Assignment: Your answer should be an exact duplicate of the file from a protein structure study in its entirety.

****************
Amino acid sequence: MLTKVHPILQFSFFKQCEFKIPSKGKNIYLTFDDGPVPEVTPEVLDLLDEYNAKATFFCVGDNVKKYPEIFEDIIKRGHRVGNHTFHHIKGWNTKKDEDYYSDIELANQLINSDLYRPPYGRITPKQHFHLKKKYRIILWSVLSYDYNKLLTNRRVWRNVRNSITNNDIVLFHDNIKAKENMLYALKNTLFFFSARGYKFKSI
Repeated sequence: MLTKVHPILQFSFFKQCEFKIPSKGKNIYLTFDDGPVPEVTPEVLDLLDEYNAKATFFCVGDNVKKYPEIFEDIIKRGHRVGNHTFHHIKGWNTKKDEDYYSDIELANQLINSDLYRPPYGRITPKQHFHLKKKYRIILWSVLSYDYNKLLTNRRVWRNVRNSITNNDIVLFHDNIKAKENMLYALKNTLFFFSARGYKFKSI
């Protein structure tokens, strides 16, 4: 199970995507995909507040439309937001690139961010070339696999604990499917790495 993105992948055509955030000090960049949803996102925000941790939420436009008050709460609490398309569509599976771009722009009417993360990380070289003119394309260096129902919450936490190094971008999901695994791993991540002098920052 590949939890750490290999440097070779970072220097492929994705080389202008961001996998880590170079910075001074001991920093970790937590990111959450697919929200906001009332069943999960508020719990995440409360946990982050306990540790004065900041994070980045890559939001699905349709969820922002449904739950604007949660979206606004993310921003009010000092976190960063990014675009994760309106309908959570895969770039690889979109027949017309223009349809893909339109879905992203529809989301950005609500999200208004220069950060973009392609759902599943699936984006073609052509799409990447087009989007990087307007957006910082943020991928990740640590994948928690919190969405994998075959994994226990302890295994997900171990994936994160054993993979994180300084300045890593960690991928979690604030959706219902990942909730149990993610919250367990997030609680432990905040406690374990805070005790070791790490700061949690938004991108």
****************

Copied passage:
Amino acid sequence: MLTKVHPILQFSFFKQCEFKIPSKGKNIYLTFDDGPVPEVTPEVLDLLDEYNAKATFFCVGDNVKKYPEIFEDIIKRGHRVGNHTFHHIKGWNTKKDEDYYSDIELANQLINSDLYRPPYGRITPKQHFHLKKKYRIILWSVLSYDYNKLLTNRRVWRNVRNSITNNDIVLFHDNIKAKENMLYALKNTLFFFSARGYKFKSI
Repeated sequence: MLTKVHPILQFSFFKQCEFKIPSKGKNIYLTFDDGPVPEVTPEVLDLLDEYNAKATFFCVGDNVKKYPEIFEDIIKRGHRVGNHTFHHIKGWNTKKDEDYYSDIELANQLINSDLYRPPYGRITPKQHFHLKKKYRIILWSVLSYDYNKLLTNRRVWRNVRNSITNNDIVLFHDNIKAKENMLYALKNTLFFFSARGYKFKSI
């Protein structure tokens, strides 16, 4: 199970995507995909507040439309937001690139961010070339696999604990499917790495 993105992948055509955030000090960049949803996102925000941790939420436009008050709460609490398309569509599976771009722009009417993360990380070289003119394309260096129902919450936490190094971008999901695994791993991540002098920052 590949939890750490290999440097070779970072220097492929994705080389202008961001996998880590170079910075001074001991920093970790937590990111959450697919929200906001009332069943999960508020719990995440409360946990982050306990540790004065900041994070980045890559939001699905349709969820922002449904739950604007949660979206606004993310921003009010000092976190960063990014675009994760309106309908959570895969770039690889979109027949017309223009349809893909339109879905992203529809989301950005609500999200208004220069950060973009392609759902599943699936984006073609052509799409990447087009989007990087307007957006910082943020991928990740640590994948928690919190969405994998075959994994226990302890295994997900171990994936994160054993993979994180300084300045890593960690991928979690604030959706219902990942909730149990993610919250367990997030609680432990905040406690374990805070005790070791790490700061949690938004991108």